Strategies For Hard Times

In Freelance and Business by David4 Comments


Economics, shmeconomics. Not to be too glib about the world economic crisis, but plenty of other bloggers out there have already put a pretty fine point on the whole thing. Fact is, it’s gloomy out there and this crisis has hit many people pretty hard. So I’m in no way minimizing that painful reality. I’m just trying to see the sunny side of the dark cloud that is undeniably hanging over many, many people these days.

I have a good friend named Corwin. Aside from being my sometimes producer and sometimes client, we meet once a week for drinks and conversation about the state of things. We discuss marketing and finances related to our businesses, ideas for plans we’re hatching, and a couple times a year we put a weekend aside, go to a cool hotel and spend two days working through the big picture and strategizing for our businesses for the 6 months ahead. I highly recommend it. But that’s not the point at all – the point is we were talking last week and I asked him if he’d felt the ripples of this crisis. I haven’t. Not yet. He hasn’t either. That’s not to brag, neither of us have mortgages or the luxury (liability) of having our money in the stock market. We just haven’t felt it, and that may change.

But here’s where this is leading. We both feel like this is an unprecedented time for freelancers to get on their game. Those that are on their game, have tightened their belts, and respond to this crisis pro-actively rather than reactively will be way, way ahead when the dust settles. How can we do that? Here’s 5 thoughts. And remember, I’m a photographer, and like many of you I’m learning by trial and error. Mostly error. So take this for what it is – a friendly reminder and pep talk rolled into one.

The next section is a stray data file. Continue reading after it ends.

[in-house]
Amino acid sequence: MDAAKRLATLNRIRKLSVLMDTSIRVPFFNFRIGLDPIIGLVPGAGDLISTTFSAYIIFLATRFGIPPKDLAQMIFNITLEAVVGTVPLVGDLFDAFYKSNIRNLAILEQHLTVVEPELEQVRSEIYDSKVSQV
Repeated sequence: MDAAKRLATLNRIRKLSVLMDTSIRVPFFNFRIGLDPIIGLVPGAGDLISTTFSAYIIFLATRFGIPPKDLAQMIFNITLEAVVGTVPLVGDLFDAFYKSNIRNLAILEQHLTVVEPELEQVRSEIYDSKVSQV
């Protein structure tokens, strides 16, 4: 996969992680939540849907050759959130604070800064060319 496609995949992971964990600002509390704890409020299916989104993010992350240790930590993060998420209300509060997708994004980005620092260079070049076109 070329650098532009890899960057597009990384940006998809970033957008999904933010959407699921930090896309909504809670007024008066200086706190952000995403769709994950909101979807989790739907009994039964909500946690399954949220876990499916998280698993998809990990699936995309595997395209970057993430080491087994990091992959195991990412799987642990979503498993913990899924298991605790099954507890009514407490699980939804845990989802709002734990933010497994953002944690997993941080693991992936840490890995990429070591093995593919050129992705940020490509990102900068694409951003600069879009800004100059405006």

Pay Attention To Your Clients’ Needs Like Never Before.
The world of commerce has not collapsed. There are businesses that need to run, and in some ways it’s business as usual. But the purse strings are tighter. Companies are still spending but they’re being more prudent than they were before. So the more value you can give to a client, the more you can meet their needs and solve their problems, the more business they will bring to you.

Tighten Your Own Belt
If your debt wasn’t a big deal before the crash, it probably is now. You will weather storms longer if your boat isn’t leaking fast, and that’s what debt is. It’s a hole in your boat and you’ll take in more water – water that will sink you-  faster than you can bail it out. Pay down those credit cards. Put 3 months of savings in the bank. Save for tax time. And be really smart about purchases. Here’s the rule: if it actively earns you more money it’s an asset. If it doesn’t, it’s a liability. Yeah, I know you’re jonesin’ for that new Nikon because if you don’t get it someone else will and then you won’t be as professional as them. Baloney. If your clients don’t need larger files and your current body is doing just fine, then put the money in savings, rent a big camera when you need it, and be happy that your company (or your family) just avoided an $8000 liability. Rent lights if you only use them once a month, and bill them to the client. The tighter your finances, the longer you’ll stay afloat. I’m scratching the surface here, but hopefully you get where I’m going with this.

Diversify. Multiple Income Streams are Better Than One.
If all you do is headshots for actors, and people suddenly stop needing – or being able to afford – headshots, what’s your fallback plan? I’m all about doing what you love, and I’m not suggesting you become a jack-of-all-trades. But is there a way you can make multiple income streams from that one specialty? Sure there is. You can teach other photographers, for one. Write a book, put out DVDs, lecture. What about taking the headshots to other markets – like the corporate world? The more sources of income you have the safer you’ll be if/when one temporarily dries up. The same is true of individual clients. Many photographers have a couple really solid clients that are their bread and butter. But what happens when, for example, staff changes occur at the corporation you shoot regularily for? There’s no guarantee the new guy will renew your account. If you’ve let your marketing slide, panic-time is not a good time to make solid marketing decisions and find new clients fast.

Be Awesome.